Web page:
Robert Murray McCheyne on the Importance of Church Discipline

A little while ago, in my post entitled “Some Rudimentary Thoughts on Church Planting”, I noted the almost forgotten importance of the proper exercise of church discipline to successful church planting and building:

“Dedicate yourself to maintaining all three marks of the true church, including mark number three. Church discipline, biblically exercised, is actually an asset to church growth. Discipline problems, passed over or coddled kill new churches. To that end, make discipling a primary objective and really make sure new members know what they are doing when they take their vows. Scripture warns us that “a little leaven, leavens the whole lump” and I’ve actually witnessed the process of ungodly leavening going on in small groups. Remember that church plants are fragile and often will not survive the kind of scandals an established church might be able to weather.”

The problem however, is that while we may technically agree that church discipline is necessary, we often shrink from its actual application. Robert Murray McCheyne, a pious and warmhearted 19th Scottish pastor and missionary, explains in this charge from an ordination service that to shrink from applying the third mark of the true church is a serious mistake and that God often uses discipline as well as preaching to bring about repentance and conversion:

mccheyne.jpg“When I first entered upon the work of the ministry among you, I was exceedingly ignorant of the vast importance of church discipline. I thought that my great and almost only work was to pray and preach. I saw your souls to be so precious, and the time so short, that I devoted all my time, and care, and strength, to labor in word and doctrine. When cases of discipline were brought before me and the elders, I regarded them with something like abhorrence. It was a duty I shrank from; and I may truly say it nearly drove me from the work of the ministry among you altogether. But it pleased God, who teaches His servants in another way than man teaches, to bless some of the cases of discipline to the manifest and undeniable conversion of the souls of those under our care; and from that hour a new light broke in upon my mind, and I saw that if preaching be an ordinance of Christ, so is church discipline. I now feel very deeply persuaded that both are of God—that two keys are committed to us by Christ: the one the key of doctrine, by means of which we unlock the treasures of the Bible; the other the key of discipline, by which we open or shut the way to the sealing ordinances of the faith. Both are Christ’s gifts, and neither is to be resigned without sin.”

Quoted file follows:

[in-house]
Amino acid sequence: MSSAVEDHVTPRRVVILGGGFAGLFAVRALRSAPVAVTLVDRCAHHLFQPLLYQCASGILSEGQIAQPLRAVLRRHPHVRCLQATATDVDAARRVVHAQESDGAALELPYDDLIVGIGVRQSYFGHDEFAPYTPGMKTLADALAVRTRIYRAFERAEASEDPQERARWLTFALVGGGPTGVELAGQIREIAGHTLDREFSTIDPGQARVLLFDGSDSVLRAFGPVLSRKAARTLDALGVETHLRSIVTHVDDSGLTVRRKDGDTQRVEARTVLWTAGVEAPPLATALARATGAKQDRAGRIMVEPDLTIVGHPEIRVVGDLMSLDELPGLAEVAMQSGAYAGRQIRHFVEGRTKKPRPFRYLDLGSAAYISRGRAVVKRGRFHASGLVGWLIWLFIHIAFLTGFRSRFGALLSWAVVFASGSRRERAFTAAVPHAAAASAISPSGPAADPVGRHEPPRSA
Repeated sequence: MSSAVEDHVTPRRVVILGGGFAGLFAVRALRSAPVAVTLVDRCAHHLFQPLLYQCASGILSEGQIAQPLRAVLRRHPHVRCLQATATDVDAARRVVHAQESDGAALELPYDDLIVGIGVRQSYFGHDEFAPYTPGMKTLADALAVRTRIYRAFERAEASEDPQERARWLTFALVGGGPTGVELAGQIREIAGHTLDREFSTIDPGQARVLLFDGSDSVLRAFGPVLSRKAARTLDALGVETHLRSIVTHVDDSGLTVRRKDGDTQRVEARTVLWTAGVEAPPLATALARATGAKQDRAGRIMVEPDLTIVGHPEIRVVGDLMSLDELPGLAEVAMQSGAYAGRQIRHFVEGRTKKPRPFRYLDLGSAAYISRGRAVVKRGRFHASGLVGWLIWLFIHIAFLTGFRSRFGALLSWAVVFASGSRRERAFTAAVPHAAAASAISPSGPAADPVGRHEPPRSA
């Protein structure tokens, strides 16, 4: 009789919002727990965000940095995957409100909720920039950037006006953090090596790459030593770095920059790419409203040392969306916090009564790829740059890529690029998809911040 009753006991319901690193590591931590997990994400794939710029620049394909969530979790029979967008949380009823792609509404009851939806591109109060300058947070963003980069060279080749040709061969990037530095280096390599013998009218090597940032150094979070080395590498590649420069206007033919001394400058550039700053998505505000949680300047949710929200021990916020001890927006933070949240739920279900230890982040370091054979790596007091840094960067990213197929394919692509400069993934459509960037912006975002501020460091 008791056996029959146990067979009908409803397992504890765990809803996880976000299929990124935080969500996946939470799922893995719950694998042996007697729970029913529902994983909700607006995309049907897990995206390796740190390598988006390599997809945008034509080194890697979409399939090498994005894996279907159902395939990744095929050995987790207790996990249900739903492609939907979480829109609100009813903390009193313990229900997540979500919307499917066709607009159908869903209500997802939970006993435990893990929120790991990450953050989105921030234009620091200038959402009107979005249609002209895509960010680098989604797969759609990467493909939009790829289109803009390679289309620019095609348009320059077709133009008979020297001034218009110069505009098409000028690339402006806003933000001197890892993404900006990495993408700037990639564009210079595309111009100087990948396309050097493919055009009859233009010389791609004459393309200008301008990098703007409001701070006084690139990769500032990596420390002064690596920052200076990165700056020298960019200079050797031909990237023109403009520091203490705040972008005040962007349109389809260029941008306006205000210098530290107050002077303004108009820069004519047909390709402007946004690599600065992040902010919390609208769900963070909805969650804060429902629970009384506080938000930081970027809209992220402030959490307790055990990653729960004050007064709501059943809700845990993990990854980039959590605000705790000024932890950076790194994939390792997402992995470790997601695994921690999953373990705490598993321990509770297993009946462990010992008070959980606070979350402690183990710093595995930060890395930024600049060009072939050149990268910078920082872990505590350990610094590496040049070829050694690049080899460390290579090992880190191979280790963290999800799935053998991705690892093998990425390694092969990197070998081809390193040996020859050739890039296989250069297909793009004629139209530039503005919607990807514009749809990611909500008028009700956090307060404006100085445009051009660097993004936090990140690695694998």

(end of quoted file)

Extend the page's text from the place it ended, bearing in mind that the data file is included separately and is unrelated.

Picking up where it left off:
About Andrew Webb

I was converted out of paganism and the occult in 1993 and while I was initially Charismatic/Arminian in my theology, I became Reformed and Presbyterian through bible study and the influence of ministries like RC Sproul's. After teaching in local bible studies, and taking seminary courses part time, I began to feel called to the ministry in 1997. I was Ordained as an RE at Christ Covenant PCA in Hatboro, PA in 2000 and as a TE by Central Carolina Presbytery in 2001 when I was called to be the Organizing Pastor/Church Planter for Providence PCA Mission, Cross Creek PCA's church plant in Fayetteville, NC (home to Ft. Bragg and Pope Airforce Base). In 2005 when the Providence PCA Particularized I was blessed to be called by the congregation to be their Pastor
This entry was posted in Church Discipline, Old School Presbyterian Churches. Bookmark the permalink.

2 Responses to Robert Murray McCheyne on the Importance of Church Discipline

  1. Bill Lyle says:

    ByFaith online…You now have arrived. All I ever made was P&RNews and they were not to kind to me.

  2. “Church discipline, biblically exercised, is actually an asset to church growth. Discipline problems, passed over or coddled kill new churches.”

    This Sentence Needs To be blown up and put in every Pastors office and Session meeting room.

Leave a Reply

Fill in your details below or click an icon to log in: Logo

You are commenting using your account. Log Out /  Change )

Google photo

You are commenting using your Google account. Log Out /  Change )

Twitter picture

You are commenting using your Twitter account. Log Out /  Change )

Facebook photo

You are commenting using your Facebook account. Log Out /  Change )

Connecting to %s